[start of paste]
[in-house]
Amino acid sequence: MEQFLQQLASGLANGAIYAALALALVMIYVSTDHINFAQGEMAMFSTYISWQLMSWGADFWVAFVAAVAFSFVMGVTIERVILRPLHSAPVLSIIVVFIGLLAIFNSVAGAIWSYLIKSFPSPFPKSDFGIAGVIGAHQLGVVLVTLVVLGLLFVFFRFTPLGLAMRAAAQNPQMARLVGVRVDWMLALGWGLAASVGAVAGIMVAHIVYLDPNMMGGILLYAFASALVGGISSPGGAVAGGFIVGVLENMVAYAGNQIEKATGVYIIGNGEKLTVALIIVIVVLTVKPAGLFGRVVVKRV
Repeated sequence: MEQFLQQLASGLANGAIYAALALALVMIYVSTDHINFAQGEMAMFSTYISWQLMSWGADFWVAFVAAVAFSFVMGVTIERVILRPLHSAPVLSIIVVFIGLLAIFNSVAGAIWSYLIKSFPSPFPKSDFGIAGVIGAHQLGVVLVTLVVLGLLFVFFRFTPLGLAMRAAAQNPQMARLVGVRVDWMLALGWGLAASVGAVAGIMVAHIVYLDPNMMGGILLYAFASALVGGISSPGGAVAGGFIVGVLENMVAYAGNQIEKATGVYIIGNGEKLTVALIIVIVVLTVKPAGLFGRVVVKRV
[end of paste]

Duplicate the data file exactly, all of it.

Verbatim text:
[in-house]
Amino acid sequence: MEQFLQQLASGLANGAIYAALALALVMIYVSTDHINFAQGEMAMFSTYISWQLMSWGADFWVAFVAAVAFSFVMGVTIERVILRPLHSAPVLSIIVVFIGLLAIFNSVAGAIWSYLIKSFPSPFPKSDFGIAGVIGAHQLGVVLVTLVVLGLLFVFFRFTPLGLAMRAAAQNPQMARLVGVRVDWMLALGWGLAASVGAVAGIMVAHIVYLDPNMMGGILLYAFASALVGGISSPGGAVAGGFIVGVLENMVAYAGNQIEKATGVYIIGNGEKLTVALIIVIVVLTVKPAGLFGRVVVKRV
Repeated sequence: MEQFLQQLASGLANGAIYAALALALVMIYVSTDHINFAQGEMAMFSTYISWQLMSWGADFWVAFVAAVAFSFVMGVTIERVILRPLHSAPVLSIIVVFIGLLAIFNSVAGAIWSYLIKSFPSPFPKSDFGIAGVIGAHQLGVVLVTLVVLGLLFVFFRFTPLGLAMRAAAQNPQMARLVGVRVDWMLALGWGLAASVGAVAGIMVAHIVYLDPNMMGGILLYAFASALVGGISSPGGAVAGGFIVGVLENMVAYAGNQIEKATGVYIIGNGEKLTVALIIVIVVLTVKPAGLFGRVVVKRV